Updated at 4:10 p.m. ET on 2020-03-09
Malaysia’s new prime minister on Monday announced a cabinet with a sharply reduced number of ethnic minorities, while an Islamic scholar was named the country’s religion minister and a party that advocates for Sharia law was put in charge of legal affairs.
The new cabinet also included nine politicians from the corruption-tainted United Malays National Organization (UMNO) party, and no deputy prime minister, for the first time in the nation’s 63-year history.
Prime Minister Muhyiddin Yassin said he was making the government more efficient by appointing “senior ministers” to head the portfolios of international trade and industry, defense, works, and education.
“With the appointment of these senior ministers, there is no need during this time for a deputy prime minister,” he said in a speech at the Prime Minister’s Office in Putrajaya.
“I want to form a cabinet that can truly provide the best service to the people – a cabinet that delivers,” Muhyiddin said.
The announcement came eight days after Muhyiddin’s sudden ascent to the country’s top office, after he and others quit then-Prime Minister Mahathir Mohamad’s political alliance and joined forces with UMNO and the Islamist Malaysian Islamic Party (PAS).
In a scathing review of the line-up, Liew Chin Tong, deputy defense minister under the Pakatan government, said Muhyiddin had orchestrated the cabinet to keep control of the purse strings by placing technocrats in key finance positions, and had relegated powerful figures to more junior posts than they held previously.
“The prime minister is fearful of his own team members, some of whom were his plotters that brought down the Pakatan Harapan government recently,” Liew said.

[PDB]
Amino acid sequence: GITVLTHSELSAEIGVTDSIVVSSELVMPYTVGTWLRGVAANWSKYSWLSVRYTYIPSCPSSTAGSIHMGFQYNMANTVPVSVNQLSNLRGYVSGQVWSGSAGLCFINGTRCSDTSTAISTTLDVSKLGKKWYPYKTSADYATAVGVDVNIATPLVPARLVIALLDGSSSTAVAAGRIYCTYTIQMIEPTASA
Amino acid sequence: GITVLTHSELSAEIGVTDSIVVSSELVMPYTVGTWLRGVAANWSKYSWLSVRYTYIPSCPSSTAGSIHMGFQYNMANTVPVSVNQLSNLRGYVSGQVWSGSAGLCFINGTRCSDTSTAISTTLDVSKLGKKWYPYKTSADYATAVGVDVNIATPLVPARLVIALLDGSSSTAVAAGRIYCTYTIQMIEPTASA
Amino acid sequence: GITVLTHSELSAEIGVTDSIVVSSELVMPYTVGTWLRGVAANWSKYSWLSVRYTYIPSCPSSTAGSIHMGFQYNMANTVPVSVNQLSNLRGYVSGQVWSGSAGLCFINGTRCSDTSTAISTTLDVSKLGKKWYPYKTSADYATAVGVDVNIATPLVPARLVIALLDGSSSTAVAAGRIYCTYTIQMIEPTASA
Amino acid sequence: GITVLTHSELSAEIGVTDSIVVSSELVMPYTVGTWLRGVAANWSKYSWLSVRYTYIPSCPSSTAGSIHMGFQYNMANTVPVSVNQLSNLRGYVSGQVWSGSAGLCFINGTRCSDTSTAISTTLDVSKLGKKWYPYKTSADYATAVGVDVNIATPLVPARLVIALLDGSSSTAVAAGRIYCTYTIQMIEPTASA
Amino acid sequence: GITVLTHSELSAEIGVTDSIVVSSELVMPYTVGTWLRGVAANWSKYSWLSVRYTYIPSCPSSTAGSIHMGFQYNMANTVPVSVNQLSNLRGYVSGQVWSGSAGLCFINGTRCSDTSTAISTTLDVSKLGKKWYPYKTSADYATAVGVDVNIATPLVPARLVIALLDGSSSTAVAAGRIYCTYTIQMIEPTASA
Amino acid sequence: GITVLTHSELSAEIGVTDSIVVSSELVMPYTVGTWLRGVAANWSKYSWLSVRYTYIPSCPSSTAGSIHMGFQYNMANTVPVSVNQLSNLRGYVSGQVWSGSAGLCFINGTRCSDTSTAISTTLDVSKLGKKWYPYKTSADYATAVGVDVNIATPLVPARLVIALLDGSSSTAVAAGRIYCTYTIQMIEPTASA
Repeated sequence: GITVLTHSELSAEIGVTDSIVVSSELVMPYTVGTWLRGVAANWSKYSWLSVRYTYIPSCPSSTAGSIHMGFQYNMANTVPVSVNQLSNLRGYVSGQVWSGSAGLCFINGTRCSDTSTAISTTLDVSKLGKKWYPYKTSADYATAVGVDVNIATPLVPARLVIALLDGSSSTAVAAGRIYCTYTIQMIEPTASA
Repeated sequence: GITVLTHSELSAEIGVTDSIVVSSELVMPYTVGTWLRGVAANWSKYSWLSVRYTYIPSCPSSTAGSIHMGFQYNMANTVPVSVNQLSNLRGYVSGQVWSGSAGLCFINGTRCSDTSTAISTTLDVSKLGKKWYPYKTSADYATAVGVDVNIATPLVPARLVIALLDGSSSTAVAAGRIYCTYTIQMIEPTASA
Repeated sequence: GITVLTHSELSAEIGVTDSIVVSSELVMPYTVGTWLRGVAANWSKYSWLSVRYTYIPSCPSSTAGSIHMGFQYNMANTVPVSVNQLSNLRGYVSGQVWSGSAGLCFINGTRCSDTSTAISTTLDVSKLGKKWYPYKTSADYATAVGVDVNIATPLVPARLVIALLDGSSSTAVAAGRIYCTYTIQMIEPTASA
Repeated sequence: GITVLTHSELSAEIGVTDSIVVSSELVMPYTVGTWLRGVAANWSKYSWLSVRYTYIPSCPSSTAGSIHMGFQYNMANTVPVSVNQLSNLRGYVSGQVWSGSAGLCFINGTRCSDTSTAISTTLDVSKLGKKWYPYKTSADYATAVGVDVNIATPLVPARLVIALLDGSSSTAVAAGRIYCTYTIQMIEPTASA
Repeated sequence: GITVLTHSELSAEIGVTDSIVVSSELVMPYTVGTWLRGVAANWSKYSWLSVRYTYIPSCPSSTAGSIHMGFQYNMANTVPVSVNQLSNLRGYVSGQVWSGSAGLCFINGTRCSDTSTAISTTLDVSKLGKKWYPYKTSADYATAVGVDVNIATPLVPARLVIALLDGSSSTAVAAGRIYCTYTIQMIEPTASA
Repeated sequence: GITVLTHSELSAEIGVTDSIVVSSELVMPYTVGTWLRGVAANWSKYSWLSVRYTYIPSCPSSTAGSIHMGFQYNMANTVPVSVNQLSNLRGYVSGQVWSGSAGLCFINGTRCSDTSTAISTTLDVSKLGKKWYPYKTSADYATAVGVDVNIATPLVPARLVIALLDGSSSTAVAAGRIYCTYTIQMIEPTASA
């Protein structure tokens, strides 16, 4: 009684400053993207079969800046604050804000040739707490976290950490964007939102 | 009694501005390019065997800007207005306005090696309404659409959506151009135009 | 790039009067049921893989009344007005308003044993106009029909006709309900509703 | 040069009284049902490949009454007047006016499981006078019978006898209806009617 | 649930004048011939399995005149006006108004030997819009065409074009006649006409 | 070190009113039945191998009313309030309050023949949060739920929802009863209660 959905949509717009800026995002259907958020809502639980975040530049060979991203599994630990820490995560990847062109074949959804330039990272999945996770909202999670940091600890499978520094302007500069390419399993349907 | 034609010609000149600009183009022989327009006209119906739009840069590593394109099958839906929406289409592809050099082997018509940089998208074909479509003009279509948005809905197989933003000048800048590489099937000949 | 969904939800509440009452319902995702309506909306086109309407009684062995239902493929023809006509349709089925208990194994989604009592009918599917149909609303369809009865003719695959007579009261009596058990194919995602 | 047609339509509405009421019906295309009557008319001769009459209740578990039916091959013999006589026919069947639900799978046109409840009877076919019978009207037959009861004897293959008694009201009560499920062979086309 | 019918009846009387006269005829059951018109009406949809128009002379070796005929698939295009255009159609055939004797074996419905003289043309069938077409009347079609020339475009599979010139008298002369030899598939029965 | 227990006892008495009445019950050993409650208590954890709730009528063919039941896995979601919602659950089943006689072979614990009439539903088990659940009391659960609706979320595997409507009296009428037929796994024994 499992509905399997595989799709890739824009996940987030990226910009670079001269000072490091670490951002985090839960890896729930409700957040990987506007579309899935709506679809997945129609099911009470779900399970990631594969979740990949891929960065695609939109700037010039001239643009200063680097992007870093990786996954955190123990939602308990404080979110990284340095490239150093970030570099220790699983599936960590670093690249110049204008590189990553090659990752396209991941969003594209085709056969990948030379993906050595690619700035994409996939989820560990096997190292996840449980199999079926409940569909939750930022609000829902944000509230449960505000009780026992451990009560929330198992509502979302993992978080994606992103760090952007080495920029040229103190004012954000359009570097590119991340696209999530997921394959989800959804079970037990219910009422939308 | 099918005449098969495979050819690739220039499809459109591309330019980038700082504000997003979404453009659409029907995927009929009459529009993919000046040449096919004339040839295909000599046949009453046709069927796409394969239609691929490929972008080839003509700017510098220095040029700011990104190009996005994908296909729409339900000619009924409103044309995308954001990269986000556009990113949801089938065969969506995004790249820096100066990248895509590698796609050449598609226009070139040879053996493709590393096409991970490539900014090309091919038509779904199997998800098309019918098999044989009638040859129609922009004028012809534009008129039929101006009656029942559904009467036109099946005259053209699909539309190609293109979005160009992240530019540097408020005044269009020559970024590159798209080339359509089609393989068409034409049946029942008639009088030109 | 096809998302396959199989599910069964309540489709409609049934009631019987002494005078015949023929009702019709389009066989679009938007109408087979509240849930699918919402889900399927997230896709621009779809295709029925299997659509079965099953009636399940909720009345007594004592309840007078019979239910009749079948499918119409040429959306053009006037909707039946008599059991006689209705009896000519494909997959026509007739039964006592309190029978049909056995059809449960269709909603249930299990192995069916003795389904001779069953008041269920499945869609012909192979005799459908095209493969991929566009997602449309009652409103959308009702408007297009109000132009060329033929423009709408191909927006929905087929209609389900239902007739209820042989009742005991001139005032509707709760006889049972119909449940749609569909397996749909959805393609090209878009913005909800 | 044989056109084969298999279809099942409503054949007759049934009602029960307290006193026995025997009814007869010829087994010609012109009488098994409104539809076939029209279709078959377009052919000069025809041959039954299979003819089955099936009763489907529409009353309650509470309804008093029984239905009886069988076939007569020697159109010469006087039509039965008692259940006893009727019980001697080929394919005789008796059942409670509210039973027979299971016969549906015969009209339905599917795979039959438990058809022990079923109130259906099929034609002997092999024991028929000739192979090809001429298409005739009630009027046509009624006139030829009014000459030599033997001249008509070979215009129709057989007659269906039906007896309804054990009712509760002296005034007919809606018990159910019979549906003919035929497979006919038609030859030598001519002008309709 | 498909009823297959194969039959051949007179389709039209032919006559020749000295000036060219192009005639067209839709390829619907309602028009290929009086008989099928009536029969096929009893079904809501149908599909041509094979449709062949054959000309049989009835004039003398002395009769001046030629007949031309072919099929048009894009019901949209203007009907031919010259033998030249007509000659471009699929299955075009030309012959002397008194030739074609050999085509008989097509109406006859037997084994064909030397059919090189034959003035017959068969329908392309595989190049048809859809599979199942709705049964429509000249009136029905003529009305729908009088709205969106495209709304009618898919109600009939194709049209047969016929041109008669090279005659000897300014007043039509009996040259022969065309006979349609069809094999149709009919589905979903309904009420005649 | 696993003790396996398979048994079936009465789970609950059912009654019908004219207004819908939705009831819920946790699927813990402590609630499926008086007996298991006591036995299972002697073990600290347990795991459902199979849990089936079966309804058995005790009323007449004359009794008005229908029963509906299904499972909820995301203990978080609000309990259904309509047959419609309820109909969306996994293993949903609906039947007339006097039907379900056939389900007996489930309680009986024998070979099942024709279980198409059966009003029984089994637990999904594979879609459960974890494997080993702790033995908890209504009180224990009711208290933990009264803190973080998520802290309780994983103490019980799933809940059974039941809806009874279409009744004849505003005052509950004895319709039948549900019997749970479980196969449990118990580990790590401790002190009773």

Liew questioned Muhyiddin’s decision to govern without a deputy prime minister (DPM).
“This is a disservice to the nation. The need to appoint a DPM is to ensure that in any unforeseen circumstances there is a designated replacement until the parliament confirms a successor that commands the majority,” he said.
PAS – which has campaigned for stricter sharia law in the multi-ethnic country – was rewarded with three cabinet posts. The appointments marked the first time the party has held a cabinet seat since 1977.
Muhyiddin increased the number of cabinet posts by four to 31, but only five of them are occupied by members of ethnic minorities, compared to 11 under Mahathir.
King Al-Sultan Abdullah Ri’ayatuddin Al-Mustafa Billah approved the cabinet earlier Monday, and it was to be sworn in on Tuesday.
Among the most recognizable names in Muhyiddin’s cabinet is Foreign Affairs Minister Hishamuddin Hussein, who served as defense minister in the government of Najib Razak until Mahathir’s coalition scored a stunning election upset in May 2018.
New names include prominent banker Zafrul Aziz from CIMB Group Holdings as finance minister – a post reserved in past governments for the prime minister or his deputy. Najib carried the portfolio as prime minister. Mahathir appointed Penang MP Lim Guan Eng his finance chief.
Muhyiddin also named Zulkifli Mohamad Al-Bakri, a popular mufti or Islamic jurist, to the post of minister in charge of religious affairs.